"Their life style obviously presents some political problems for them," says Robert Strauss, the former chairman of the Carter campaign who told Hamilton Jordan and Jody Powell it was important to attend the right parties in town. "It's not that there's anything wrong with it, it's just that it's perceived so poorly. I'd have some advice to give, but I won't give it in the newspapers."

Perhaps more pertinent to an assessment of their social style is the nature of Washington itself. Consider this hypothesis: Washington is one of the country's most socially democratic cities, in that power -- not money and breeding -- get you in. But it's fickle. Like a wintertime California tan that rapidly fades, so does quick glory. Washington might be easy to get, but it's also easy to lose. The superior politician must see a time for caution.

Last summer, after the press had temporarily eased up on its early criticism of Nancy Reagan, her staff complained that it started again. She flew to London for the wedding of Prince Charles, taking with her designer ball gowns and her best friend, Betsy Bloomingdale. She went to 15 social events in seven days, wearing a different outfit to every occasion. She arrived at a polo match with a six-car entourage; Queen Elizabeth drove up a short time later at the wheel of her own station wagon. The British press whooped, "Queen Nancy."

A month later, during the Reagans' California vacation, came news of the rising federal deficit. Now unemployment is close to 9 percent. Last week, on the same day that Washington was stunned by a snow storm and gruesome plane crash, a St. Louis public relations man went ahead with a $30,000 party for Lyn Nofziger, the outgoing White House political director. Meanwhile, Nancy Reagan announced she was giving her designer clothes to museums. The poor waited in cheese lines.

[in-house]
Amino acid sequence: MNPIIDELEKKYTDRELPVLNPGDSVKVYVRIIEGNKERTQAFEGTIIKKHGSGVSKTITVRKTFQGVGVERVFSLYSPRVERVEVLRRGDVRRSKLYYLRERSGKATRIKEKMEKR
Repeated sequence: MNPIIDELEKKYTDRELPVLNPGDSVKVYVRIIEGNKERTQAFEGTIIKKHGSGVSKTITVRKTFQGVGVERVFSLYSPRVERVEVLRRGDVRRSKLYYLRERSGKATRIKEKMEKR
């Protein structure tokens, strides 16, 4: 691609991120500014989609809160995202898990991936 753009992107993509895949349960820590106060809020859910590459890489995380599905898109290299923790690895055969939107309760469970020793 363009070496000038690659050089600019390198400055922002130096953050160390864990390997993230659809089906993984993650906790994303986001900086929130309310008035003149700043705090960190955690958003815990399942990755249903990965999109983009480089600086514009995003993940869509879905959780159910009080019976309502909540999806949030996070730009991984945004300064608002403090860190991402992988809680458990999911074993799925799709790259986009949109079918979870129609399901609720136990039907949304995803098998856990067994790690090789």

Some senior White House advisers will admit privately that the Reagan social style has its political disadvantages. "All presidents carry some baggage," a top aide sighed several months ago. "This happens to be Reagan's."

In some senses, critiques of the Reagan social style seemed similar to those made of Carter's after his first year in office. At first the Carter style was heralded as refreshing -- people gave grits parties and Jordan wore jeans. But as things reversed politically, it became less fun for the Carter crowd to go out.

The Reagan supporters have not notably retreated from elegance, as last night's parties indicated. But friends say the first lady has felt put upon by criticism for her taste in china, decorating and clothes. She has tried to emphasize her concern for drug abuse rehabilitation.

"It's just unfair to this administration that it was focused in that light," says Peter McCoy, Nancy Reagan's former chief of staff. "The Reagans did nothing more in their entertaining than they've always done."

"The jury's still out on this president," says Strauss. "I sure wouldn't write him off now. With a political figure, things are never as good as they seem to be in this town -- and never as bad. the truth lies somewhere in between."